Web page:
All parents have asked themselves a version of this question. Divorce, bereavement, the stress of joining a new school or of taking exams - all these strike different children differently. What are the qualities that make some children more resilient than others, and can their resilience be strengthened?
Frank Dobson, the Secretary of State for Health, would like an answer. This week, Mr Dobson announced a crackdown on failing social service departments who have allowed children to languish in care with the result that although they account for less than one per cent of the child population and their care costs well over pounds 10,000 a year each - more than the fees at Eton - they are also responsible for 40 per cent of juvenile crime and comprise, when they leave care, one third of the homeless on the streets.
Most parents who had paid pounds 10,000 a year for their child's education only to see them end up flogging The Big Issue from a sleeping bag on the Strand would demand their money back and that, in effect, is what Mr Dobson is threatening. But is he right? What can be done to turn social disadvantage into social success?
Few people are better placed to provide an answer than Professor Sir Michael Rutter, doyen of child psychiatrists and an intellectual behemoth in the field of psychosocial research. Professor Rutter, who retires this month from the Institute of Psychiatry, has spent much of his 40- year career examining the factors that make some children thrive while others don't. He has written 30 books and over 400 articles and his contribution to the field is to be celebrated at the Royal College of Psychiatrists annual meeting in Bristol this week. As the father of three grown up children, now with children of their own, he also knows something about surviving the rigours of adolescence - for both parent and child.
In the 1950s, the received wisdom, exemplified by the writings of the psychotherapist John Bowlby, was that all children who suffered bad experiences were permanently damaged. Today, it is taken for granted that however devastating the experience to which children are exposed, some will come through.
A study of children rescued from Romania's orphanages in the early 1990s showed half were mentally retarded and a third were suffering from malnutrition. Professor Rutter said: "They were in pretty bad nick. We have all seen films of the orphanages - they were dreadful. Some of the children had spent two, three, four years in conditions beyond anything seen in this country and you might suppose that would have led to a uniformity of outcome. It did not."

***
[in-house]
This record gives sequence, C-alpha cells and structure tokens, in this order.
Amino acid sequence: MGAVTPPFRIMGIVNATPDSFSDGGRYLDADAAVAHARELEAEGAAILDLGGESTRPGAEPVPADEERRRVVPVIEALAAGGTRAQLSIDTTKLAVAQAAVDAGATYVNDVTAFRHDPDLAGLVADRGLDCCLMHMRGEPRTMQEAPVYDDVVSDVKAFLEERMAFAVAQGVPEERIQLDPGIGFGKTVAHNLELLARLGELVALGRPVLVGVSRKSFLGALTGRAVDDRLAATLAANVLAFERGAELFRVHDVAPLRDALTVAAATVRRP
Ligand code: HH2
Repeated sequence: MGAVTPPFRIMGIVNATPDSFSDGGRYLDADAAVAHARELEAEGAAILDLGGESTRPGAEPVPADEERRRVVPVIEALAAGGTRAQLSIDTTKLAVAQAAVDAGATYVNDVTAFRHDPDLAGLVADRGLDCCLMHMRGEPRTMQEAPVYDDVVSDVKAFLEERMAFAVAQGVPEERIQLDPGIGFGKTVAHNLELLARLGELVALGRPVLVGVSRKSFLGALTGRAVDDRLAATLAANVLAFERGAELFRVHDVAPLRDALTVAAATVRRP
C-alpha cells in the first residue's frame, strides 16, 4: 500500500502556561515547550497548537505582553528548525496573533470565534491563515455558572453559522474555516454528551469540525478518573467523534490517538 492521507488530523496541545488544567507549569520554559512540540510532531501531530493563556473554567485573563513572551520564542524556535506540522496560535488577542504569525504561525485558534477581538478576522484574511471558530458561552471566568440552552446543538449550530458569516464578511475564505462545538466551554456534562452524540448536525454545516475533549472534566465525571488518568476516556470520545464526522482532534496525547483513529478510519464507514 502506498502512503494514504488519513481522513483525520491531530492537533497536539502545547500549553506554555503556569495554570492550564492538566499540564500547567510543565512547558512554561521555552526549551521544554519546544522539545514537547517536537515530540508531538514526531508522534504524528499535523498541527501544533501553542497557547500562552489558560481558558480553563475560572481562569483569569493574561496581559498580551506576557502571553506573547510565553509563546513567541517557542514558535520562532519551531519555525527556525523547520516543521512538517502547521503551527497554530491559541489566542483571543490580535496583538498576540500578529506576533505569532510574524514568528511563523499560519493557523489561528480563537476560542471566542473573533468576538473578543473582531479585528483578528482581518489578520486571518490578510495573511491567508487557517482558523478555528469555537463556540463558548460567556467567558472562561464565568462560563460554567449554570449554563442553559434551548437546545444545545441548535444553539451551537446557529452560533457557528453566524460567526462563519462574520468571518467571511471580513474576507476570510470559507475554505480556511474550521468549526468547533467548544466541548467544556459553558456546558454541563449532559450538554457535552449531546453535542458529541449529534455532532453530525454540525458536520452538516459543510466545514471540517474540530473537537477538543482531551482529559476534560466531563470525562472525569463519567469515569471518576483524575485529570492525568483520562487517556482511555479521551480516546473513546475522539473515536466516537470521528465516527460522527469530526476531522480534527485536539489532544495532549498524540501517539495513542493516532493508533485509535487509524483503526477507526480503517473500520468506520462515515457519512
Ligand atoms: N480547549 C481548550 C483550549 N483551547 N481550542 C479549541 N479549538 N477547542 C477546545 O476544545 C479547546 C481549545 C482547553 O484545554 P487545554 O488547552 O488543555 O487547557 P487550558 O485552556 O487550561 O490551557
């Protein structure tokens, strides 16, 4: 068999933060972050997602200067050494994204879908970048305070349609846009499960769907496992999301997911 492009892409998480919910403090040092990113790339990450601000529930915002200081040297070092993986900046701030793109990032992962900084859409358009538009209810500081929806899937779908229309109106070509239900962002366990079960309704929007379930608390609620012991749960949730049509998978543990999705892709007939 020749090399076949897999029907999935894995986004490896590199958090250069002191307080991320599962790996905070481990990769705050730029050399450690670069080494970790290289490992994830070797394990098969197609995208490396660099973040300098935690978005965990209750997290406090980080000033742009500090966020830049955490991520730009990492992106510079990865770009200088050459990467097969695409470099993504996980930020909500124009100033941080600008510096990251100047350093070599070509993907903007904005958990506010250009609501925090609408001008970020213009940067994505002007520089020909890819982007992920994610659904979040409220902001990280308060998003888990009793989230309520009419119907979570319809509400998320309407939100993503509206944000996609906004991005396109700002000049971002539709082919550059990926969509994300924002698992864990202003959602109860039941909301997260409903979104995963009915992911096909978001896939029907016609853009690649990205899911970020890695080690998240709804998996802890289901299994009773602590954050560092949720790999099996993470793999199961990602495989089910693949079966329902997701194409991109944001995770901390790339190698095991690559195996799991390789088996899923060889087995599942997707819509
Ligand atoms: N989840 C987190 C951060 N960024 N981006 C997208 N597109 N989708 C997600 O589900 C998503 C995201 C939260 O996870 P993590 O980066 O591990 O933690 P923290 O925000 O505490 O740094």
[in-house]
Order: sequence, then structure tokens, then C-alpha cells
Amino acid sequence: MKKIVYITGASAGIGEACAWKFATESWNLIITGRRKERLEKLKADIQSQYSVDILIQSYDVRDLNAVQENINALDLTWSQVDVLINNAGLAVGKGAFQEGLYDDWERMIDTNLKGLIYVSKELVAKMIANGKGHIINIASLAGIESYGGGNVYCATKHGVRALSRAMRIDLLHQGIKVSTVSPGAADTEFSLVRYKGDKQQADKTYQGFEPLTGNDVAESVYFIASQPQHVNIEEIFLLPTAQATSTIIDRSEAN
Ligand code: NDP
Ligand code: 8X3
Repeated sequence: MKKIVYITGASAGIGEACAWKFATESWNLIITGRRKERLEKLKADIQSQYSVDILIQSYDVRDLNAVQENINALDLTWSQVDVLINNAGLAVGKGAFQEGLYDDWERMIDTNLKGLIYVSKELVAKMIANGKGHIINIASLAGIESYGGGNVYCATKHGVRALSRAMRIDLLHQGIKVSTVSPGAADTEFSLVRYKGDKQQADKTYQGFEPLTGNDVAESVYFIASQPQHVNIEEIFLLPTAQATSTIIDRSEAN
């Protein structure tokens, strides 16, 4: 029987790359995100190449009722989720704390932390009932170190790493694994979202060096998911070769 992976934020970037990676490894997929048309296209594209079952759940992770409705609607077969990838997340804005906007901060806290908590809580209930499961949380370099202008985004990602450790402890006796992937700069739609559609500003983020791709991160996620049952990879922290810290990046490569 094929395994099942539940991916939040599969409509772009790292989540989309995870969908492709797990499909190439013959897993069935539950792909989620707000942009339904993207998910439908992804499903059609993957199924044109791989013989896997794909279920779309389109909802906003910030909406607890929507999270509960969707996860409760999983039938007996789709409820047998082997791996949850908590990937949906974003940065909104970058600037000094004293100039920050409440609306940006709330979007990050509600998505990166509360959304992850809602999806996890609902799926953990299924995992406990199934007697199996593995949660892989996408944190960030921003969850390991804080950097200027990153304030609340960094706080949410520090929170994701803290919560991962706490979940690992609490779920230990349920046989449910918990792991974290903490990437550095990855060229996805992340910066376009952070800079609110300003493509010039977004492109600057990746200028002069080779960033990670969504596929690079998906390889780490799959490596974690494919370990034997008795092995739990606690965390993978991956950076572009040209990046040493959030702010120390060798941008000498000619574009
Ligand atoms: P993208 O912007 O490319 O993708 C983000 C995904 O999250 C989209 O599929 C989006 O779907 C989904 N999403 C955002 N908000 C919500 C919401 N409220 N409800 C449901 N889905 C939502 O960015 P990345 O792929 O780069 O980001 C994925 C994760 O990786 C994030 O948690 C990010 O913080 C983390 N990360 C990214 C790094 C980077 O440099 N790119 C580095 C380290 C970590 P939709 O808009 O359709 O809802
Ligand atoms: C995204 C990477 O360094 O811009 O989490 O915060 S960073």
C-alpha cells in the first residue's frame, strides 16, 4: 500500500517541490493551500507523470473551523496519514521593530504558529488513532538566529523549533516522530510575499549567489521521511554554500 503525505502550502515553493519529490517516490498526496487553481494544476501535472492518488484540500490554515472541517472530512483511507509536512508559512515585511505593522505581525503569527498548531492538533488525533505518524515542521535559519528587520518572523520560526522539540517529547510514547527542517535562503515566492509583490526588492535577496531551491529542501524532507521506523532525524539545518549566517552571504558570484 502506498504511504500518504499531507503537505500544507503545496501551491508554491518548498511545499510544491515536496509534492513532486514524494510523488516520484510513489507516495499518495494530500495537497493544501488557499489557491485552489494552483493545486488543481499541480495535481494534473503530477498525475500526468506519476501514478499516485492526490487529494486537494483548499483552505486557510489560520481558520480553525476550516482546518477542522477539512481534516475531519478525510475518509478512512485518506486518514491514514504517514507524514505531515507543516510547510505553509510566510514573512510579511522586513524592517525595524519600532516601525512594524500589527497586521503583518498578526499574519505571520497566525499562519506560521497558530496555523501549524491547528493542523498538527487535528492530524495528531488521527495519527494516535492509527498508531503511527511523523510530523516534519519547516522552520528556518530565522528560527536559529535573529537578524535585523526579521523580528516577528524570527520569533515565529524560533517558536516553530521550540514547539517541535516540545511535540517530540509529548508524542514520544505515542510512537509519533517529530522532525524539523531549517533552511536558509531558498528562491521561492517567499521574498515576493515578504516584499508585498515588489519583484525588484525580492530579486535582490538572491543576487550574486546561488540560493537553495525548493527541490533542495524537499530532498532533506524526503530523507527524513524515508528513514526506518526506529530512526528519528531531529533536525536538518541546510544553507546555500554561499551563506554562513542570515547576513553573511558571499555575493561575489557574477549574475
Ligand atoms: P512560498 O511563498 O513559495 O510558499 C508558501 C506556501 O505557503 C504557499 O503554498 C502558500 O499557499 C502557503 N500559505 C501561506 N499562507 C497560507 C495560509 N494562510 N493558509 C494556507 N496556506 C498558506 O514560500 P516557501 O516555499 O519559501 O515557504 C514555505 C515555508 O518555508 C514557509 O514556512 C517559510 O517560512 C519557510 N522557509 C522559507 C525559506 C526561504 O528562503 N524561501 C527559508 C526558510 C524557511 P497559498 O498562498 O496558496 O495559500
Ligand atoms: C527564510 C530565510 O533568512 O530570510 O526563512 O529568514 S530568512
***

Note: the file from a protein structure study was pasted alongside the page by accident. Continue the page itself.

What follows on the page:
By the age of six, some of those who were rescued were still retarded while others had IQs as high as 130, the mark of superior intelligence. "The interest then was on what were the mechanisms that determined some did well while others did badly. Does resilience lie in the detail of the experiences or in what happens afterwards?"
The answers are still coming in. Some evidence points to biological effects. Experiments in rats, for example, show that animals subjected to stress develop larger adrenal glands which then accentuate their response to subsequent stress. Changes in the hormonal systems of the Romanian children have been detected but their significance remains unclear.
Other evidence suggests children develop a mind set in response to suffering. A high proportion of those raised in institutions lack a "planning tendency" - interest in the future in terms of marriage or career - and act impulsively. In the case of girls, this may lead to early pregnancy and co-habitation as a means of escape. "They developed a mind set that they were at the mercy of fate and couldn't affect what happened to them," says Rutter. But another group who had done well at school or achieved some other success did better. Success in one arena of their lives gave them a feeling of efficacy and helped them to cope with challenges."
Every parent will recognise these features in their experience of their own children. Adolescence, Professor Rutter says, is much more difficult for today's children because they face more difficult choices - about drugs and alcohol, for example - and because, with the extension of full time education beyond the age of puberty, they are mature but economically dependent. The task, both for parents and the care system, is to allow them freedom without abandoning them. "Children need to take responsibility and they have to be allowed to make mistakes. You [the parents/carers] have to weigh things up so that the likelihood of success outweighs the likelihood of failure. But part of growing up involves learning to cope with difficulties. To remove the difficulties is neither practicable nor helpful."
A key point is that the risks associated with psychological damage are cumulative. Even where a family situation is very bad, reducing the overall level of risk can be helpful. What matters is how the risks impinge directly on the child. Thus, poverty is less important as a risk factor than the parental conflict it can give rise to which may in turn lead to parental rejection or scapegoating of the child. By helping parents to avoid embroiling children in their conflict, the damage can be lessened.
Of his own three children - now in their thirties, one a doctor, one a psychologist and one taking a break from her job in personnel to raise a family - Rutter says there were "periods of anxiety" during their adolescence over their friends and other choices they made. "The important thing is to maintain relationships - to be guiding the children without interfering. It doesn't pay to be heavy-handed but it is equally wrong to assume that they don't want guidance. Even when they are being rebellious, children pay a lot of attention to what their parents say. Keeping the lines of communication open can be quite difficult sometimes."